Conductor Manfred Honeck will lead Fifth Symphony for the first time in Heinz Hall
Historical signs are spread widely throughout Western Pennsylvania, and an improbable one in downtown Pittsburgh is part of the background of the music which will cap off the symphony's next set of concerts.
America's Independence Hall is in Philadelphia, but Czechoslovakia's independence was proclaimed in Pittsburgh, not Europe. On May 31, 1918, Czech and Slovak representatives signed the Pittsburgh Declaration (or Pact) in the Loyal Order of Moose Hall, announcing their intention to form their own country, free of the crumbling Austro-Hungarian Empire.
Less than a decade later Czech composer Leos Janacek expressed his country's resurgent vitality in his Sinfonietta, an especially colorful orchestral piece.
Manfred Honeck will conduct the Pittsburgh Symphony Orchestra at BNY Mellon Grand Classics concerts on March 2 and 4 at Pittsburgh's Heinz Hall. The program is Sergei Prokofiev's Symphony No. 5, Ludwig van Beethoven's Piano Concerto No. 2 with soloist Benjamin Grosvenor, and Janacek's Sinfonietta.
The Sinfonietta was written “a very creative time in Czechoslovakia,” says the symphony's music director. Early in his tenure he noticed the historical marker near Heinz Hall about Czechoslovakia's founding, which was put up after Moose Hall was torn down in 1984.
“Of course, Dvorak and Smetana had written Czech music before, but now people felt their freedom,” he emphasizes. “It's not surprising to me that the Sinfonietta opens with a heroic and nationalistic movement. In the original version Janacek had titles for each movement: “Fanfares,” “The Castle,” “The Queen's Monastery,” “The Street,” and “Town Hall.”
Honeck admires Janacek's concept for the piece's the orchestration – opening with brass and timpani, followed by movements carried by woodwinds, by strings, by strings and trumpet. Only the last movement employs the full forces all at once.
The conductor considers Janacek's Sinfonietta so special he decided it should be the concert's culmination. Prokofiev's big Fifth Symphony thus will open the evening. It was written in 1944 when Allied victory over the Nazis was in sight. It is one of the composer's most popular works.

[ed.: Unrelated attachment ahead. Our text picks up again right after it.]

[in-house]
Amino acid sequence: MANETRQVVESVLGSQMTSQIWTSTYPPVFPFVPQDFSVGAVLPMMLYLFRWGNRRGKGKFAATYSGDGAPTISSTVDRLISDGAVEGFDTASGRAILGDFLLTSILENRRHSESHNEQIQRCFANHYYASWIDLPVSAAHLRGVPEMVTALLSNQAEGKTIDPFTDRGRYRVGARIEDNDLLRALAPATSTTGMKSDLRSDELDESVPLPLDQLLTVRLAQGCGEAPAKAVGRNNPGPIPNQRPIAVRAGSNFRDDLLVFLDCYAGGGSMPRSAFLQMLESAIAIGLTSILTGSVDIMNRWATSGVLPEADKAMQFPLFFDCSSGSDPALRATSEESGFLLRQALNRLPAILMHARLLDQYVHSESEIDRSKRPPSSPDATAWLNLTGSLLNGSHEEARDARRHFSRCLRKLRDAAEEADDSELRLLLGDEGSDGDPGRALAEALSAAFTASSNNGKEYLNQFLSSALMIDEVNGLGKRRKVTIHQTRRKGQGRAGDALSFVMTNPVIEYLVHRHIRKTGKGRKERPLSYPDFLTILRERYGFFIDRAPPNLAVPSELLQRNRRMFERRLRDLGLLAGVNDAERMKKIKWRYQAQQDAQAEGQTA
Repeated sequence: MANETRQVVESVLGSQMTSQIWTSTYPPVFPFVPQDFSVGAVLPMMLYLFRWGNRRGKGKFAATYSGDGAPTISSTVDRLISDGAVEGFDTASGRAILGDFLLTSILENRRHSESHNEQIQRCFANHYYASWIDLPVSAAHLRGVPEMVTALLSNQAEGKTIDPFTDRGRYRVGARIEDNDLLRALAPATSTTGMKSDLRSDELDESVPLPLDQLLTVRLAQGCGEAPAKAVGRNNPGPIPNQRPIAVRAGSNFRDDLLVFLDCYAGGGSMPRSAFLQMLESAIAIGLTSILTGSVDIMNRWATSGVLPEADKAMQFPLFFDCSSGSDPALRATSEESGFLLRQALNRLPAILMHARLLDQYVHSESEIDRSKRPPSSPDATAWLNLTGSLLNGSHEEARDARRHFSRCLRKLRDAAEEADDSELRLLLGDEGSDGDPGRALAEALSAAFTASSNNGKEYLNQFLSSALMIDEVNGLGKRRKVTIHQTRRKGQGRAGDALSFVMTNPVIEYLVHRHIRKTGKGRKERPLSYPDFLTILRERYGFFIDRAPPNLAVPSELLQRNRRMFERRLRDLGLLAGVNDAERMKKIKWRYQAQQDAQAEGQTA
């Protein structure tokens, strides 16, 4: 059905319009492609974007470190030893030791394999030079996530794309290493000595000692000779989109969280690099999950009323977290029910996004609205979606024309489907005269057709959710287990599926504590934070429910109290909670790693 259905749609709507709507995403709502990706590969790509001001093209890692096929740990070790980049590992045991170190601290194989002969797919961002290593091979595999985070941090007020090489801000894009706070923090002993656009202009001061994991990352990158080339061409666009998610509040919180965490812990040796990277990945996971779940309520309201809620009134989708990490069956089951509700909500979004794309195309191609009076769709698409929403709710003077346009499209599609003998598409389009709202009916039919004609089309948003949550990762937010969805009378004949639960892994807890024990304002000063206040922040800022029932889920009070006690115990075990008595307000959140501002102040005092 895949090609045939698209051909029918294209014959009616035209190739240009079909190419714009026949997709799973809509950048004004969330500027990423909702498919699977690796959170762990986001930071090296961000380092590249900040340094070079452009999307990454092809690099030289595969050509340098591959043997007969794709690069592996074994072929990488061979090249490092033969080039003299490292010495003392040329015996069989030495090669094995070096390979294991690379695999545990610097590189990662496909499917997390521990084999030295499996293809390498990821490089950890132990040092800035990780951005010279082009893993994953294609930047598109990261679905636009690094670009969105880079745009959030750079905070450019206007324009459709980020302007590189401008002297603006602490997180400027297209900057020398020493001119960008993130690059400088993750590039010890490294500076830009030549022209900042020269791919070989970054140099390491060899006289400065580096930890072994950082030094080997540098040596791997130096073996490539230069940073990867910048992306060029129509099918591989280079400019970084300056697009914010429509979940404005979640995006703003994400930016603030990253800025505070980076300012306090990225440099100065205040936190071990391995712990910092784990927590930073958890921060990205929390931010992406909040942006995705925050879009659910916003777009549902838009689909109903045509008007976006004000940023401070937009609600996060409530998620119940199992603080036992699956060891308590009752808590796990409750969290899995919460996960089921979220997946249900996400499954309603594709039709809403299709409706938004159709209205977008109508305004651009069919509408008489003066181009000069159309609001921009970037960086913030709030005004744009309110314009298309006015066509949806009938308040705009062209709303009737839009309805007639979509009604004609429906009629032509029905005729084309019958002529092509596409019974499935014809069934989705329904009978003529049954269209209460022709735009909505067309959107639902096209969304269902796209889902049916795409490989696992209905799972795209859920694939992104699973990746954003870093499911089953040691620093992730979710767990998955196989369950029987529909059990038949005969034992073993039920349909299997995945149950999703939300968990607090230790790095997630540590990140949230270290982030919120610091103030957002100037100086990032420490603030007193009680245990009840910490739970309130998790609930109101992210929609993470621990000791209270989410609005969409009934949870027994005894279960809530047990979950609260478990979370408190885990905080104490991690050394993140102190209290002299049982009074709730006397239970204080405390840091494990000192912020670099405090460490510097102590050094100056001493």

“In the Fifth Symphony I wanted to sing the praises of the free and happy man – his strength, his generosity and the freedom of his soul,” wrote the composer.
Honeck often conducted Prokofiev's Fifth when he was young, “and inexperienced,” and will lead it for the first time at Heinz Hall
“The Scherzo, which is funny, and the last movement have enormous optimism,” the conductor says, “which is what I think he was addressing at the end of the war. But we also know from (fellow composer Dmitri) Shostakovich's experience that there was enormous pressure on artists in the Soviet Union. This music also has tragic personal elements and, in the first and third movements especially, conveys the depth of the people.”
The Pittsburgh Symphony will continue this season's survey of Beethoven's five piano concerti between the Prokofiev and Janacek. Soloist Benjamin Grosvenor began his professional career at 11 after winning an important English competition, and now records for Decca and performs with major orchestras around the world. He'll make his local debut with one of Beethoven's youthful masterpieces.
Grosvenor says that while the Second Piano Concerto may be the least familiar of Beethoven's five, it is a beautiful work.
“The first movement is exuberant and energetic and the second has disarming tenderness,” he says. “The Rondo theme of the last movement is perhaps the most ‘catchy' tune of the work. Its syncopations giving an infectious quality to this movement – which is robust, joyful and often teasingly witty.”
Mark Kanny is a Tribune-Review contributing writer.